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Semenggoh Wildlife Centre - Kuching

Posted By Dennelton on Thursday, October 15, 2015 | 23:17

Just like in Sabah , Sarawak also has its own rehabilitation centre for Orang Utans at Semenggoh too. The Semenggoh Wildlife Centre was established in 1975 to care for wild animals which have either been found injured in the forest, orphaned, or were previously kept as illegal pets. Located on the boundaries of the Semenggoh Nature Reserve, it is only 24 km from Kuching city and was established with three main aims.
  • To rehabilitate wild animals who have been injured, orphaned in the wild or handicapped by prolonged captivity, with the objective of subsequently releasing them back to the wild.
  • To conduct research on wildlife and captive breeding programmes for endangered species.
  • To educate visitors and the general public about the importance of conservation.
Mother and baby at the feeding platform.
To date the center has been successful in caring for over 1,000 endangered mammals, birds and reptiles from dozens of different species. However, the big draw to the center for visitors is the Orang Utan rehabilitation programme. It has become a very important tourist attraction and put the centre on the world map. As many Orang Utan have been successfully reintroduced into the surrounding forest reserve, the forest’s carrying capacity here has been reached, and rehabilitation activities have been transferred to the Matang Wildlife Centre, part of the Kubah National Park.

Due to the success story of the center, Semenggoh is nowadays a centre for the study of Orang Utan biology and behaviour. It also provides a safe and natural haven for dozens of semi-wild Orang Utans who are graduates of the rehabilitation programme. Many of the rehabilitated female Orang Utans have bred in the forest reserve and often hang around the center as its an easy source of additional food for their young ones.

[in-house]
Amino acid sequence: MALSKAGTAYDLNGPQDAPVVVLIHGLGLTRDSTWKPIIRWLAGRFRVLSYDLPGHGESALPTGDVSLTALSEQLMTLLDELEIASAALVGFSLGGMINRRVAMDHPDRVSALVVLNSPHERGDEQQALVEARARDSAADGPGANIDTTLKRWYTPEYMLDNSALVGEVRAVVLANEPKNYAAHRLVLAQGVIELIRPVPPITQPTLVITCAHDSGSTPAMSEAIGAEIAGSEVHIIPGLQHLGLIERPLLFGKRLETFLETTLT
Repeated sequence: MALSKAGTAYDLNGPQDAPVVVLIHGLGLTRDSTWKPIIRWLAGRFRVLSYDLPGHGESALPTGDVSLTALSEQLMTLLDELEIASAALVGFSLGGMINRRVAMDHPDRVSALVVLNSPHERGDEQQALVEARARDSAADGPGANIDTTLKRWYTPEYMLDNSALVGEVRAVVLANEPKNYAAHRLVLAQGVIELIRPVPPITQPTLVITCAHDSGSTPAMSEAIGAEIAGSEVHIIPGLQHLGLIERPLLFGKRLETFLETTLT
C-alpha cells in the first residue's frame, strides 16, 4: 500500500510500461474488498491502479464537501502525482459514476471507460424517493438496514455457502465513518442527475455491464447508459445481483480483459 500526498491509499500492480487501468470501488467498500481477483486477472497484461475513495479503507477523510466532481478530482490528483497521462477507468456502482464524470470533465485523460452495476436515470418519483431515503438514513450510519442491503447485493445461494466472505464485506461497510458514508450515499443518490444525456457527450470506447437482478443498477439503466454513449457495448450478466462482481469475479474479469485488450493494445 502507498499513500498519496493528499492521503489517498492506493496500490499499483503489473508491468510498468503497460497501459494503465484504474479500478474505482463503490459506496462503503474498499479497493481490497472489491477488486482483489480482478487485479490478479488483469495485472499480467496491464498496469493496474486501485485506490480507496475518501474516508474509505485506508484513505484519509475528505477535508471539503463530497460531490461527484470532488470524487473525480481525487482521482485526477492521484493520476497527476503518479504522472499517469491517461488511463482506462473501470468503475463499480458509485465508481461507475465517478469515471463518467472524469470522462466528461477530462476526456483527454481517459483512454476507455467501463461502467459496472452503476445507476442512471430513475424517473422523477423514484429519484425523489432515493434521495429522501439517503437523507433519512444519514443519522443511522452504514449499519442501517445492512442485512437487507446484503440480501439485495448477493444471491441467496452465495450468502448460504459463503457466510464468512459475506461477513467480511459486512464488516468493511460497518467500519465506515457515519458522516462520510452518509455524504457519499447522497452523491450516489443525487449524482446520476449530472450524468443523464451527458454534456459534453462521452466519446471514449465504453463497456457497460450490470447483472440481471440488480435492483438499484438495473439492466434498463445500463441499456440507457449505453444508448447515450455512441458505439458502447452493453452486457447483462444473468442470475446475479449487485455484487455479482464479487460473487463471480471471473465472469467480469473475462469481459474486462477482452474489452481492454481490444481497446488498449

Close encounters with Orang Utans are possible.
Visiting Semenggoh is a beautiful and educational experience - a chance to see semi-wild Orang Utans ranging from tiny infants and boisterous adolescents to dignified mature adults, in a secure natural habitat. The best time to visit Semenggoh is during the morning and afternoon feeding sessions when there is a good chance of seeing semi-wild Orang Utans returning to the Centre for a free meal. Animals have a very keen sense for time and it is no different with the Orang Utans. As feeding time approaches, the semi-wild orang utans emerge from the rainforest, descending from the forest canopy to the lower branches of trees near the feeding platform. Often visitors will be entertained with the antics of young Orang Utans in play or even mother teaching her baby how to climb trees and vines. Surprisingly these are not natural instincts and have to be thought, either my their mothers or by human caretakers if the baby Orang Utans are orphaned . In the wild a baby Orang Utan will usually stay with its mother for about 7 years to learn survival skills. Funnily enough, all games come to a stop as soon as they catch sight of the ranger carrying buckets of fruits and bottles of milk. Then, the Orang Utans slowly make their way to the feeding area, faithfully following the footsteps of the warden or swinging in the trees above the footpath. Occasionally an Orang Utan will visit the Centre HQ rather than the feeding area, to simply look at the visitors rather than feed. Whilst it is impossible to assume human motives for this behaviour, it appears they are simply satisfying their curiosity, or in some cases showing off their delightful infants to an admiring audience.
Feeding times: 9.00-10.00am and between 3.00-3.30 pm.
Entrance fees: International RM10.00, MY card RM5.00
Getting there: Many of the hotels have a shuttle service to the centre or you could purchase a tour with a local travel agency. Taxis are also available, but you will have to pay for the waiting time as there are no taxies on standby there.
Text and photos by David de la Harpe (drdlh@hotmail.com)
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The Editor

I'm Dennelton from Sabah, editor of www.tvokm.com. I am a blogger since 2008, i have a great interest about blogging and seeking additional income through the internet. Follow me with like our official Facebook Page HERE

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